Vol 78, No 5 (2020)
Review paper
Published online: 2020-05-11

open access

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Noninfectious pericarditis: management challenges for cardiologists

Massimo Imazio
Pubmed: 32394692
Kardiol Pol 2020;78(5):396-403.


The aim of this review is to deal with management challenges related to diagnosis and therapy of noninfectious pericarditis. In the European countries in which a low prevalence of tuberculosis is noted, determining the etiology of pericarditis is essentially aimed at the exclusion of the most common causes, which may require a specific therapy and are associated with an increased risk of complications: systemic autoimmune or autoinflammatory diseases, postcardiac injury syndrome (5%–20%), neoplastic pericardial involvement (5%–10%), tuberculosis (about 5%), and rarely purulent pericarditis in less than 5% of cases. In developing countries that report a high prevalence of tuberculosis, this condition is the most common cause of pericardial diseases. The diagnosis is based on clinical criteria (pericarditis‑related chest pain and pericardial rubs) complemented by laboratory (elevated levels of C‑reactive protein) and imaging findings (electrocardiography, echocardiography, and other imaging modalities to provide evidence of pericardial inflammation in doubtful cases). Poor prognostic predictors (high fever > 38 °C, subacute course, large pericardial effusion, cardiac tamponade, and lack of response to empiric anti‑inflammatory therapies) identify high‑risk patients who should be admitted to the hospital in order to determine disease etiology and receive appropriate treatment. The mainstay of medical therapy of noninfectious pericarditis is based on nonsteroidal anti‑inflammatory drugs and colchicine, with possible adjunct of corticosteroids at low‑to‑moderate doses in unresponsive patients. Additional therapies, particularly with anakinra, have been implemented for those who develop corticosteroid dependence and are colchicine‑resistant. Disease recurrence is the most common and troublesome complication of pericarditis, whereas the risk of developing constrictive pericarditis is related to the etiology and not to the number of recurrences.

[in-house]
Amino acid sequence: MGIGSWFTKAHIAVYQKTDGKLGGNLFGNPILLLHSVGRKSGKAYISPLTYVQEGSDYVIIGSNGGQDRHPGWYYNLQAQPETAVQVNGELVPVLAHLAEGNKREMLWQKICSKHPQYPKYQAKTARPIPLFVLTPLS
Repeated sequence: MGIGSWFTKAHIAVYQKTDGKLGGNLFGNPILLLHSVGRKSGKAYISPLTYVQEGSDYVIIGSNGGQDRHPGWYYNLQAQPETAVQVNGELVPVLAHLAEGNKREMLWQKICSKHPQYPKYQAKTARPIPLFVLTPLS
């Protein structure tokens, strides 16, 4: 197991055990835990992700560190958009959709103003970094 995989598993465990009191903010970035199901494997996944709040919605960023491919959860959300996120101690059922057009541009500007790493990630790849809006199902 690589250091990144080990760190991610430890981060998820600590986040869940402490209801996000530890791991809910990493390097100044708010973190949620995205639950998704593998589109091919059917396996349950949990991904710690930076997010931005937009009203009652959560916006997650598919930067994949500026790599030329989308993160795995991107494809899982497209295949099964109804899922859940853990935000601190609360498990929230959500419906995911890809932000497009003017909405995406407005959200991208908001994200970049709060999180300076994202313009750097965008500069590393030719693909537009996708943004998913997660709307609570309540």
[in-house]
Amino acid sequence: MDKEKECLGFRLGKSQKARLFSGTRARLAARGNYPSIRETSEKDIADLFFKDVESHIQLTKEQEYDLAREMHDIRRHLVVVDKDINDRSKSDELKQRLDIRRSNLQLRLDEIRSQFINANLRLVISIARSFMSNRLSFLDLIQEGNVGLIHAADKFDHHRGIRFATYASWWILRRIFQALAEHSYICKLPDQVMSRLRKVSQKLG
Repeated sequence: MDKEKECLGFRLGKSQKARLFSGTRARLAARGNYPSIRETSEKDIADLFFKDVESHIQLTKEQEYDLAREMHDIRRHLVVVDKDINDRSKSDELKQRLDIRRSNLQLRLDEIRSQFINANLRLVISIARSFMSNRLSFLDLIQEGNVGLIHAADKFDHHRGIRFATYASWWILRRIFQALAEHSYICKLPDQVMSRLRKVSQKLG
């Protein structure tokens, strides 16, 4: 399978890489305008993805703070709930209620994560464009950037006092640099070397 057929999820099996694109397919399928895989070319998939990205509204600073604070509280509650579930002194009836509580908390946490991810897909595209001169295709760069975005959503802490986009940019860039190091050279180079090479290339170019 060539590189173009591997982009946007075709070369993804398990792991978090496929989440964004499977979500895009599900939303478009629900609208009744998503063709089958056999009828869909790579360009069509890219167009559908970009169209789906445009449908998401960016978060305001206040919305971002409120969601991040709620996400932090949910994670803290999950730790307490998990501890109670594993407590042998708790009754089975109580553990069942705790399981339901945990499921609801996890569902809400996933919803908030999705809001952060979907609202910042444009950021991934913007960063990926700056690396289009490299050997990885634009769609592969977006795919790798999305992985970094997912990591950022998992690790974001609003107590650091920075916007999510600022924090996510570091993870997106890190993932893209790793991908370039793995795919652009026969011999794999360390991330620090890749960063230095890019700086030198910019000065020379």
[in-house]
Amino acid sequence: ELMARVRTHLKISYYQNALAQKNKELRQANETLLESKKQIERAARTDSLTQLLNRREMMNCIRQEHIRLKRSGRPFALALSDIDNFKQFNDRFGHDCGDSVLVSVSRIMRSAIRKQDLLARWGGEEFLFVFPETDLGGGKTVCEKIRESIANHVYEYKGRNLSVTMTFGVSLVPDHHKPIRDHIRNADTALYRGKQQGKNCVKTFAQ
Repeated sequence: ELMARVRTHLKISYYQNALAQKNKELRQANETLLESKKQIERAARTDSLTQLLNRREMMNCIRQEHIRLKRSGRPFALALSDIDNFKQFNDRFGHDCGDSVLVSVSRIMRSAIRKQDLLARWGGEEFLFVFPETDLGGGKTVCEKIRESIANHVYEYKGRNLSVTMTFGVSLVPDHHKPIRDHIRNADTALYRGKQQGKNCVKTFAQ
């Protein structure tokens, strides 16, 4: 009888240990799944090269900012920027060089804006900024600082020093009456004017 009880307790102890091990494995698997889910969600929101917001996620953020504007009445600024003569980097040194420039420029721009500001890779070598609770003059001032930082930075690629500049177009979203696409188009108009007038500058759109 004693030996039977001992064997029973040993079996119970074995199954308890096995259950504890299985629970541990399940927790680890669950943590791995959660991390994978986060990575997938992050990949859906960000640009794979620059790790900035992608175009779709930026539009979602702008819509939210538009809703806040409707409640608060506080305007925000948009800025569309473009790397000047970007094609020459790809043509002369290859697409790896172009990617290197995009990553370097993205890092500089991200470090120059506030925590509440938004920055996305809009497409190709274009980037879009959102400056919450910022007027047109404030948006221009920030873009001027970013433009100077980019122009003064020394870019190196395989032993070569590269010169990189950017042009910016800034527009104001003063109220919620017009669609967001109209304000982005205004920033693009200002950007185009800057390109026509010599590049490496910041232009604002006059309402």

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Polish Heart Journal (Kardiologia Polska)